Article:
The Adventure of the Blanched Soldier
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|"The Adventure of the Blanched Soldier"|
|Author||Arthur Conan Doyle|
|Series||The Case-Book of Sherlock Holmes|
"The Adventure of the Blanched Soldier" (1926) is one of 12 Sherlock Holmes short stories (56 total) by Arthur Conan Doyle in The Case-Book of Sherlock Holmes first published Strand Magazine October 1921 - April 1927. This story is one of only two narrated by Holmes rather than Doctor Watson - the other one being "The Adventure of the Lion's Mane". Dr. Watson does not appear in either story.
In January 1903, at Baker Street, James M. Dodd sees Holmes about a missing friend, Godfrey Emsworth. Dodd and Emsworth served together in the Imperial Yeomanry in South Africa during the Second Boer War, which has only just ended. Emsworth was wounded during this war. Dodd has not seen him since the report of his injury leading Dodd to believe something is amiss.
Dodd tried writing to Colonel Emsworth, Godfrey's father, and was told in response that Godfrey went off to sea, however Dodd was not satisfied with this answer. Next, Dodd went to the Emsworth family home, Tuxbury Old Park, near Bedford. There were four people there—the Colonel and his wife, and an old butler and his wife. The Colonel was something less than a gracious host. He repeated the story about his son's world voyage, implied that Dodd was lying about even knowing Godfrey, and seemed irritated at Dodd's suggestion that he provide information that would allow him to send Godfrey a letter.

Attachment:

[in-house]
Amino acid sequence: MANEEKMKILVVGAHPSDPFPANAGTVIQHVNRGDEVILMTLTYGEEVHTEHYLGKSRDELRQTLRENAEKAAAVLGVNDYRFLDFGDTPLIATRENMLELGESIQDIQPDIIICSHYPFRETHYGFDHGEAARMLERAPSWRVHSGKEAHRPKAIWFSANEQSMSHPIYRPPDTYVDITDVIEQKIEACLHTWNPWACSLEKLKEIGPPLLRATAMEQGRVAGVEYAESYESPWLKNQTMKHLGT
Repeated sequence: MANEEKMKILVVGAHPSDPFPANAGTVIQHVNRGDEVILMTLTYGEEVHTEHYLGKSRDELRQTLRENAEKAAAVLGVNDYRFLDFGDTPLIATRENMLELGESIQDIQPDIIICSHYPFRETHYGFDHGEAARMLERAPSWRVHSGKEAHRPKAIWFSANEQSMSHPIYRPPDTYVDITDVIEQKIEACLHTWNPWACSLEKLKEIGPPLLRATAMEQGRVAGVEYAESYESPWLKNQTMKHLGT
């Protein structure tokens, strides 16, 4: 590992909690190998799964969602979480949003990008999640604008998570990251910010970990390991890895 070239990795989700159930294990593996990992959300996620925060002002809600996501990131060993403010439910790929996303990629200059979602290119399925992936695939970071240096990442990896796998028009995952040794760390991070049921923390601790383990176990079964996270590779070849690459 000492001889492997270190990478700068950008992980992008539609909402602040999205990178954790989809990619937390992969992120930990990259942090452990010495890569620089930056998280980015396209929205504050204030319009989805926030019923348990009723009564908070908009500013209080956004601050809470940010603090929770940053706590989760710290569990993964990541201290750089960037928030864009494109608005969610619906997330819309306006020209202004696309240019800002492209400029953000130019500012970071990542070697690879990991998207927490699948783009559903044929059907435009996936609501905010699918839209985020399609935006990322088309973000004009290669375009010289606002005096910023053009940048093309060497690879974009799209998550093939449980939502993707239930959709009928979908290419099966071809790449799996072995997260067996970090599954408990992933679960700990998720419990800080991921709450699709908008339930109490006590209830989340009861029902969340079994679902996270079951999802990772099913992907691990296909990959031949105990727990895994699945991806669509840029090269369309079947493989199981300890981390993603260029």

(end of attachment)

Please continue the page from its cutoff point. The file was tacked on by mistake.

Dodd was still determined to ascertain Godfrey's fate. That evening, in the ground-floor bedroom, Dodd talked to the butler, Ralph, when he came to deliver some coal. When Ralph mentioned Godfrey in the past tense, Dodd began to suspect that his friend was dead. Ralph indicated that no, he wasn't, but that it might be better that way.
The mystery was further complicated when Dodd observed Godfrey's face in his window, finally proving that he was on the grounds and not at sea like the colonel had claimed. Dodd tried to chase him, but gave up shortly after hearing the sound of a closing door nearby.
Dodd contrived to stay another day at Tuxbury Old Park, and went looking about the property. He saw a well-dressed man leaving an outbuilding, whose suspicion was aroused somewhat, as Dodd was aware that he was watching him. Dodd was convinced Godfrey must be in this outbuilding.